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 AGING IN PLACE IN A HISTORIC HOME – Aging in place generally comes with necessary change to your home, but this is even truer of situations involving a historic home. As with many adaptive reuse projects, one must determine the balance between maintaining historic fabric and making adaptations suitable for aging. 

Photo by Boston Public Library on Unsplash.

 

WHAT IS AGING IN PLACE? 

Aging in place refers to exactly that: aging in the place where you already live, at home. Before the advent of the modern skilled nursing facility, many people aged at home. But for those who were unable to care for themselves or did not have family, they often were relegated to the predecessors of skilled nursing facilities – almshouses, poor houses, and convalescent homes (you can read more about this history here, here, and here). Although modern facilities have improved upon these old systems significantly in recent years, the quality and price of these facilities run the gamut. As the 65 and over population steadily increases, more people are choosing to avoid low-cost poor quality sites and high-cost high quality sites in favor of staying at home. A Porch.com article notes some of the benefits of aging in place, including maintaining independence, staying near friends and community, increasing comfort, saving money, and even slowing the advancement of memory loss. We’d also like to add that if you’ve made the investment in a historical home, you may consider that investment another motivator for aging in place.

 

HOW TO AGE IN PLACE – IN AN OLD HOME

Timing. Time is of the essence – the sooner that you begin your planning for aging in place, the better. It is best to start the process while you are still physically and mentally functional (this young woman and her husband have already begun this process – along with their overall historic home renovation – by modifying the floorplan and layout on the first floor). Timing is also important for budgets, as it is best to plan things in phases as your budget allows. Finally, it’s also good to have a timeline in place for retrofits and renovations; prioritize a plan for which areas to address first based on safety needs and budget. You may want to start with the entrance, followed by the bathroom, and then the bedroom, as these areas will be used the most heavily in the long-term.

Budget. Budgeting is always an important factor in any project. Just like timing, it is important to begin as soon as able so things can be addressed over time, rather than having to pay all at once. For instance, making small changes over time can be less costly than a total renovation done all at once.

Safety. Safety is the top concern when planning updates to your home to age in place successfully. You can find general safety tips for old homes in our previous post, here

Retrofitting. The key is addressing age in place needs while also maintaining (read: DON’T DAMAGE) the historic fabric where possible. Here are links (here, here, and here) regarding general retrofits to homes, and a short post on aging in place in a historic home (here). These should supplement our material below specific to historic homes.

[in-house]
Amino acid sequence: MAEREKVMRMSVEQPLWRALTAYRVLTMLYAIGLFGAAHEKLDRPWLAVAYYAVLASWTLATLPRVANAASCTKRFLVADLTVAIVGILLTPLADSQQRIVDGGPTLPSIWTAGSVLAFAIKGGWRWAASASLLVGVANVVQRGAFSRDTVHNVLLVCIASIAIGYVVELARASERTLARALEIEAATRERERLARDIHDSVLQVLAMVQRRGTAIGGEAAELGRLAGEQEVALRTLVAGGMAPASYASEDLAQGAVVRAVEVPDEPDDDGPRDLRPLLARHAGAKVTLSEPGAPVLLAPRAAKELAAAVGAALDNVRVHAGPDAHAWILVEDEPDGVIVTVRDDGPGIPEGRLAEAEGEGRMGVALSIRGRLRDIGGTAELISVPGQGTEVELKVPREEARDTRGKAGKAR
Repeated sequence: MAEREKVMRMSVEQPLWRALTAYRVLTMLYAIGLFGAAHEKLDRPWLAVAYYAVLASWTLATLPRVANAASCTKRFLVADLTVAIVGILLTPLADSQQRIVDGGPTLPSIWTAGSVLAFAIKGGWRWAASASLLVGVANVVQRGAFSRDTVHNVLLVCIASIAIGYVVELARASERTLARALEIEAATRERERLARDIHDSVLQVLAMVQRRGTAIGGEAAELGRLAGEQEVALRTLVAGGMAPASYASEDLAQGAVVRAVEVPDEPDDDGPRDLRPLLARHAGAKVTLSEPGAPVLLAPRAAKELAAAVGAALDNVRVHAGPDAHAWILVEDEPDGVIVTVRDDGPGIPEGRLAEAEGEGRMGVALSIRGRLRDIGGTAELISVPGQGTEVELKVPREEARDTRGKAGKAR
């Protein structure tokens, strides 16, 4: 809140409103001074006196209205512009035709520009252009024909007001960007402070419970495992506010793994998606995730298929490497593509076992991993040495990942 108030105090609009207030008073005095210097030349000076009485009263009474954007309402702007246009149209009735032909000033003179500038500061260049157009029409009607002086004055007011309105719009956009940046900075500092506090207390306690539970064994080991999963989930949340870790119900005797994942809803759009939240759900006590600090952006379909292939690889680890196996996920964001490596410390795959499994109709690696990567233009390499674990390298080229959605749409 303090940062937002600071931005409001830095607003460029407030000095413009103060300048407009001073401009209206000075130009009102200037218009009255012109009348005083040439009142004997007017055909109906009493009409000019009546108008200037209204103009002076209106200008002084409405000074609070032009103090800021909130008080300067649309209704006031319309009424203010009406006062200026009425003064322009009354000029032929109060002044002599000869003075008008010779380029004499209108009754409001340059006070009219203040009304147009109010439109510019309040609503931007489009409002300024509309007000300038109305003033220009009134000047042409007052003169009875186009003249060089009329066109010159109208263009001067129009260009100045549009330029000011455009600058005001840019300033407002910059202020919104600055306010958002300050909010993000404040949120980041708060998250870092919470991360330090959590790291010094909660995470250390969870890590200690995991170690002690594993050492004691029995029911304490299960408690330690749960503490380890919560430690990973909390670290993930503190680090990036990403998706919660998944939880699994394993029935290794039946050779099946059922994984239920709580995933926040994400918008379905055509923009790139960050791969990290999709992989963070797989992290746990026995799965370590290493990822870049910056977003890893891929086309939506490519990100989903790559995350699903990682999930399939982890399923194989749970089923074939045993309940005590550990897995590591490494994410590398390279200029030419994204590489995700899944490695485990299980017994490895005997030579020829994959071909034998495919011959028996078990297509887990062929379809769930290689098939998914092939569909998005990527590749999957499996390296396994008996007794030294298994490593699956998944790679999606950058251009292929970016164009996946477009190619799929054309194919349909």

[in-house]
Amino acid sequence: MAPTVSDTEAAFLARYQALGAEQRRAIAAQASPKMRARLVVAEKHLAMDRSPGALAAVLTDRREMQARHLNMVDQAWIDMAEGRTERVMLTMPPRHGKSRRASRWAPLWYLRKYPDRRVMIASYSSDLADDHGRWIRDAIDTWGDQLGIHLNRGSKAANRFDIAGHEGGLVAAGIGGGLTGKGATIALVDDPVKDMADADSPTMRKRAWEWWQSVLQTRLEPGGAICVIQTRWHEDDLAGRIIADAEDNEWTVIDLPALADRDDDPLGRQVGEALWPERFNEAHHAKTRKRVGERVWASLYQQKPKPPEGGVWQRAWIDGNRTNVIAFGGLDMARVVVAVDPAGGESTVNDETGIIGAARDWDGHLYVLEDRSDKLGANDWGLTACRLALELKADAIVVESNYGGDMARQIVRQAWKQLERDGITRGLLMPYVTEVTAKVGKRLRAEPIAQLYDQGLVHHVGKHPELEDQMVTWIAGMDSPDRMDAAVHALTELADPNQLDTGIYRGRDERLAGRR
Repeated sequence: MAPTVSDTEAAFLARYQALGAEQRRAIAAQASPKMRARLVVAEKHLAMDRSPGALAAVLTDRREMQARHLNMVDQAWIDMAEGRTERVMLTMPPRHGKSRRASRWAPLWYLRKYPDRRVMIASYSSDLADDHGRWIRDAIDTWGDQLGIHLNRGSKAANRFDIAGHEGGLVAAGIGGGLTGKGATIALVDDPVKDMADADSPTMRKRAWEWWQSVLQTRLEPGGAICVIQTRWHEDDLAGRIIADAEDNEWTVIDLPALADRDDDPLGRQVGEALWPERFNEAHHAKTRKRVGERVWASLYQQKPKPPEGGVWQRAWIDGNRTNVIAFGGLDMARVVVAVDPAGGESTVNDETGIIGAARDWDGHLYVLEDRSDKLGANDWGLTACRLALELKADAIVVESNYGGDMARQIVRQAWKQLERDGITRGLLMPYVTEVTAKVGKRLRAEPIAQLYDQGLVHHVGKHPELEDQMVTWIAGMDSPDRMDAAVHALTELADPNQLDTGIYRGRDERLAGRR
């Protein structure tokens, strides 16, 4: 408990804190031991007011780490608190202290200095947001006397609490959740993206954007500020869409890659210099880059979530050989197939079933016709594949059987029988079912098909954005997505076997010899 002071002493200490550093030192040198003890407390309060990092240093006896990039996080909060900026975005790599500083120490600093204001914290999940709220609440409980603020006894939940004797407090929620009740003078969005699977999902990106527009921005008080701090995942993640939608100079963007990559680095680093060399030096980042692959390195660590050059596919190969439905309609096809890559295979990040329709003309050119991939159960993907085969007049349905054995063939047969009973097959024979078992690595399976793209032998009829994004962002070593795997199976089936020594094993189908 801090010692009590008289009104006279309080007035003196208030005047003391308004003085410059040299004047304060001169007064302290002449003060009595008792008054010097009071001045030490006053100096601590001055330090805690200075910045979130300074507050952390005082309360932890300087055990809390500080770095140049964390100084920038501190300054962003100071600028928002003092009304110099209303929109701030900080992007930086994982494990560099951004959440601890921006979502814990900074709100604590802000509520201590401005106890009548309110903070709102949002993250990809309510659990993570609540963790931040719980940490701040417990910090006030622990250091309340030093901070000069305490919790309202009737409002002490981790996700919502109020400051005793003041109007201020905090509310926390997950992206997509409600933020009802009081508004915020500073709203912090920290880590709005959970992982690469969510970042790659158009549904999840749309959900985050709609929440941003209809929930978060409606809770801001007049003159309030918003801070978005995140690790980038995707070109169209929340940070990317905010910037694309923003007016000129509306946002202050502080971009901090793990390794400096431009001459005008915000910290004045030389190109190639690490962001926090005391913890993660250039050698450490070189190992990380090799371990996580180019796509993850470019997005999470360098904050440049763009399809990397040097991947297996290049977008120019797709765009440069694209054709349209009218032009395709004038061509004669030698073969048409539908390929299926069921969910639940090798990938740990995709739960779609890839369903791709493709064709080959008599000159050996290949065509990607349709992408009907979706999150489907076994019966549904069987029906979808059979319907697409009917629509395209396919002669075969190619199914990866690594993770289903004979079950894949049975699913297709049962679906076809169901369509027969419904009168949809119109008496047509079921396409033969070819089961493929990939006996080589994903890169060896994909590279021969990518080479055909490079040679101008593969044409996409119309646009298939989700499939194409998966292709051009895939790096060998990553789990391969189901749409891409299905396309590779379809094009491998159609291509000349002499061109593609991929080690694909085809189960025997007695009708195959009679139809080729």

• ENTRANCES
    • Any changes to make the house more accessible (ramps, etc.) should be made on a secondary façade (not the front of the house). They should be installed in the least intrusive manner to make removal easy and less damaging to the historic fabric. The goals is to balance aesthetics and accessibility.
  • BATHROOMS
    • ADA height toilets and grab bars can be installed without damaging the historic fabric.
    • Using levered faucet knobs rather than knobs make turning faucets off and on easier.
    • Any changes to the bathtub/shower configuration (especially if you have an original claw foot tub,  for example) should be made in an addition (if possible) – a first floor addition is a good idea/compromise.
  • BEDROOMS
    • You can repurpose a first floor room (if you haven’t already) into a bedroom, or put a sympathetic addition onto your first floor.
  • GENERAL
    • Door knobs can be switched to lever, and you can keep originals on-hand for future reinstall
    • Lighting is essential for safety, and many historic lighting companies have ADA lighting with brighter fixtures. Light switches can be switched to reproduction old style buttons, that are modern code compliant.
    • Smooth flooring – can usually be done without much intervention.
    • Cabinet heights can be adjusted to require less bending over.

 

For further resources and reading: 

  • ADA-compliant reproduction items can be found here, here, and here.
  • Information on retrofitting general historic structures, not just homes, can be found here

About Laura Kise

Laura Kise has worked most of her adult life in the health services field, but has never lost her love of history. Her ancestral roots run deeply in Central Pennsylvania, and some of her earliest history-loving experiences included riding restored train cars behind antique steam engines, as well as participating in Civil-War reenacting, and visiting battlefields with her parents. She has been an administrator with Keperling Preservation Services since November 2019, and is excited to explore new opportunities to promote historical education and preservation throughout Central Pennsylvania and beyond.

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